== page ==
When I was 19 years old, I started my advertising business called Artext. I didn’t have much except an idea, a paintbrush and R500 in my pocket. I had just graduated from design college and I couldn’t get a job at an agency because I had no working experience. I decided that I wouldn’t let it hold me back from making a success out of life and I started creating my own opportunities. I found people like Steve Jobs, Stephen Hawking, Erin Brockovich and Nelson Mandela being incredible role models for me. The main reason was because their adversity lead them to something greater. Steve Jobs as an example had only obtained a high school level education but because of his entrepreneurial persistence he became one of the world’s greatest creative geniuses. I found that very inspiring, because it reassured me that it was possible to succeed if my attitude was right. I think people often associate success to an academic qualification and forget that some potential is based on talent, talent cannot be taught and it is often underestimated. It is in my opinion why the word “underdog” exists. Talent retains undeniable value in our economy.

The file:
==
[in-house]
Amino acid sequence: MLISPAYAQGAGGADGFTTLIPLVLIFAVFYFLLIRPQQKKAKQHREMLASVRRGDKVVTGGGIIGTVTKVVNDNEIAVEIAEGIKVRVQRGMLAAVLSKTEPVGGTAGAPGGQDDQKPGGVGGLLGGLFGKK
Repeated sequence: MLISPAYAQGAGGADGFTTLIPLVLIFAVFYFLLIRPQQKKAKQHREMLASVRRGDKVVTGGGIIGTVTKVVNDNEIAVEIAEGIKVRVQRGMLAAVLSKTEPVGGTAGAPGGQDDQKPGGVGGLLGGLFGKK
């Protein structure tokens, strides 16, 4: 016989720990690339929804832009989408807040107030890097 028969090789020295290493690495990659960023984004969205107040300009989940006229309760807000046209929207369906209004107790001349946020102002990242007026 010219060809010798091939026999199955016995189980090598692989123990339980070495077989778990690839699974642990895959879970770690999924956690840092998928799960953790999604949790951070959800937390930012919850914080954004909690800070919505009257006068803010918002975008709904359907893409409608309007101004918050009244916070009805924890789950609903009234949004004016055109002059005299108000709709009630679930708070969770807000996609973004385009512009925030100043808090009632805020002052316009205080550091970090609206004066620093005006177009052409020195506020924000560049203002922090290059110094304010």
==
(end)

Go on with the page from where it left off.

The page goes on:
7 years after establishing Artext, I was very ill for long periods of time for a decade from a car accident. On some occasions I found myself fighting through the night to survive as well as having to face a society who judged me based on my disfigurement. I decided again during this experience that I would not let it stop me from pursuing the original dream or model me into a stereotype that society expected me to be. My life had to find balance between illness, dealing with disfigurement, growing a business and being a mother in a country with limited support.
How does creativity and adversity improve entrepreneurship?